Acts Online
GT Shield

Employment Equity Act, 1998 (Act No. 55 of 1998)

Code of Good Practice

Key Aspects of HIV/Aids and Employment

1. Introduction


1) The Human Immunodeficiency Virus (HIV) and the Acquired Immune Deficiency Syndrome (AIDS) are serious public health problems which, have socio-economic, employment and human rights implications.


2) It is recognised that the HIV/AIDS epidemic will affect every workplace, with prolonged staff illness, absenteeism, and death impacting on productivity, employee benefits, occupational health and safety, production costs and workplace morale*.


3) HIV knows no social, gender, age or racial boundaries, but it is accepted that socio-economic circumstances do influence disease patterns. HIV thrives in an environment of poverty, rapid urbanisation, violence and destabilisation. Transmission is exacerbated by disparities in resources and patterns of migration from rural to urban areas. Women, particularly are more vulnerable to infection in cultures and economic circumstances where they have little control over their lives.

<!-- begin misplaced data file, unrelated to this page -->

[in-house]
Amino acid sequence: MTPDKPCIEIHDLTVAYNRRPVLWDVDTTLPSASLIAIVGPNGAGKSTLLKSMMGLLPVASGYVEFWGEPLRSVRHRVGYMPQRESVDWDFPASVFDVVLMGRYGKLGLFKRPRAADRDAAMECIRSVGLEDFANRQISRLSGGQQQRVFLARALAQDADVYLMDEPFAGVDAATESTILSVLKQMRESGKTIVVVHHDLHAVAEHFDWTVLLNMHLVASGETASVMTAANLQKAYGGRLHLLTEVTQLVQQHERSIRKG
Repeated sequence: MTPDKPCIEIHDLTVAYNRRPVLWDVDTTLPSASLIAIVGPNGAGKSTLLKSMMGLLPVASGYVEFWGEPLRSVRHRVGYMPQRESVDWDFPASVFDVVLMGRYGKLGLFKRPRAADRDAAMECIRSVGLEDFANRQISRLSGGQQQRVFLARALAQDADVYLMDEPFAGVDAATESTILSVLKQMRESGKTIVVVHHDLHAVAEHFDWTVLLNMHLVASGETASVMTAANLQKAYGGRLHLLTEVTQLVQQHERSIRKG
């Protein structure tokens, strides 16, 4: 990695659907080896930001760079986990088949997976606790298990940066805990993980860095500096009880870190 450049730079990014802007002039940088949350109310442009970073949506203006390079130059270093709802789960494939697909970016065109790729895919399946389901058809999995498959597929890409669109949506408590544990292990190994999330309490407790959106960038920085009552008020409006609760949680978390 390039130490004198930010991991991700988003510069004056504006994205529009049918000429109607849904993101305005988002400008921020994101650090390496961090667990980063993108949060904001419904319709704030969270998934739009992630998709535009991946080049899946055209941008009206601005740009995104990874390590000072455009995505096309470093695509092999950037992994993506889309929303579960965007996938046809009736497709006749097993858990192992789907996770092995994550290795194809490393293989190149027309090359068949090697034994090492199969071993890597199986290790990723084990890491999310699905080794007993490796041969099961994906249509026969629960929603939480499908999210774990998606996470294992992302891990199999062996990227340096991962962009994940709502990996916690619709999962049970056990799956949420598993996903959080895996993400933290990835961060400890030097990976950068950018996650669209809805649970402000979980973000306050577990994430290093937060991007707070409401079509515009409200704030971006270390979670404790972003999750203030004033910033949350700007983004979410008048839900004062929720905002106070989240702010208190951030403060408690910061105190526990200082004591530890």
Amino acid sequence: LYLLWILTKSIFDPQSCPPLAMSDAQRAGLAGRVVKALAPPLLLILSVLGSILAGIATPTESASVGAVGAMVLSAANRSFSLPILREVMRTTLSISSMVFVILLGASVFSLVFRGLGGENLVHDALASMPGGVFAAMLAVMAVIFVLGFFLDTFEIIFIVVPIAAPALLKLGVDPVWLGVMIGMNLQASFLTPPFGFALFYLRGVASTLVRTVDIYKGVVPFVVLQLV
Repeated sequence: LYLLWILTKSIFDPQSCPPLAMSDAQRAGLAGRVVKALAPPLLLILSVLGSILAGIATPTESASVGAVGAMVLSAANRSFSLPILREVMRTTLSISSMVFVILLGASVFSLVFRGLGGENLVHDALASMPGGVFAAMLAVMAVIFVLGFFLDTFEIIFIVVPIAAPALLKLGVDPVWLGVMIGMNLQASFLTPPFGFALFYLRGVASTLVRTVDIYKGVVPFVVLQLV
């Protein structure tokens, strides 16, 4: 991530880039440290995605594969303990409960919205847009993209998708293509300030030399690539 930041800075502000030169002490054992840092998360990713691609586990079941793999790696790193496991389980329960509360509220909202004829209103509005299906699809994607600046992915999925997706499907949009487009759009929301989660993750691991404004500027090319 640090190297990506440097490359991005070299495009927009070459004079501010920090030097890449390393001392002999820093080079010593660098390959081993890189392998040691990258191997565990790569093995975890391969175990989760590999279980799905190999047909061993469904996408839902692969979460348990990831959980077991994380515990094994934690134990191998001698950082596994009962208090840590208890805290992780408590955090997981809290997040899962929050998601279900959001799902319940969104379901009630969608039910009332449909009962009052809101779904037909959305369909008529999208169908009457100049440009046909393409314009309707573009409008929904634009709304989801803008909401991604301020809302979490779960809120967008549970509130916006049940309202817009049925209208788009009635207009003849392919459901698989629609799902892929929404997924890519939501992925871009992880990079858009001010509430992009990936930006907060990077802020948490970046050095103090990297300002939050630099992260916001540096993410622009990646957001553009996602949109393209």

4) Furthermore HIV/AIDS is still a disease surrounded by ignorance, prejudice, discrimination and stigma. In the workplace unfair discrimination against people living with HIV and AIDS has been perpetuated through practices such as pre-employment HIV testing, dismissals for being HIV positive and the denial of employee benefits.


5) One of the most effective ways of reducing and managing the impact of HIV/AIDS in the workplace is through the implementation of an HIV/AIDS policy and programme. Addressing aspects of HIV/AIDS in the workplace will enable employers, trade unions and government to actively contribute towards local, national and international efforts to prevent and control HIV/AIDS. In light of this, the Code has been developed as a guide to employers, trade unions and employees.


6) Furthermore the Code seeks to assist with the attainment of the broader goals of:
eliminating unfair discrimination in the workplace based on HIV status;
promoting a non-discriminatory workplace in which people living with HIV or AIDS are able to be open about their HIV status without fear of stigma or rejection;
promoting appropriate and effective ways of managing HIV in the workplace;
creating a balance between the rights and responsibilities of all parties; and
giving effect to the regional obligations of the Republic as a member of the Southern African Development Community.


* The Code will be accompanied by Technical Assistance Guidelines on Managing HIV/AIDS in the workplace. It is envisaged that these will be developed in the second half of 2000 and published during 2001. The guidelines will provide more detail on the implementation of potential policies and programmes to address these impacts, including strategies to accommodate the needs of small businesses and the informal sector.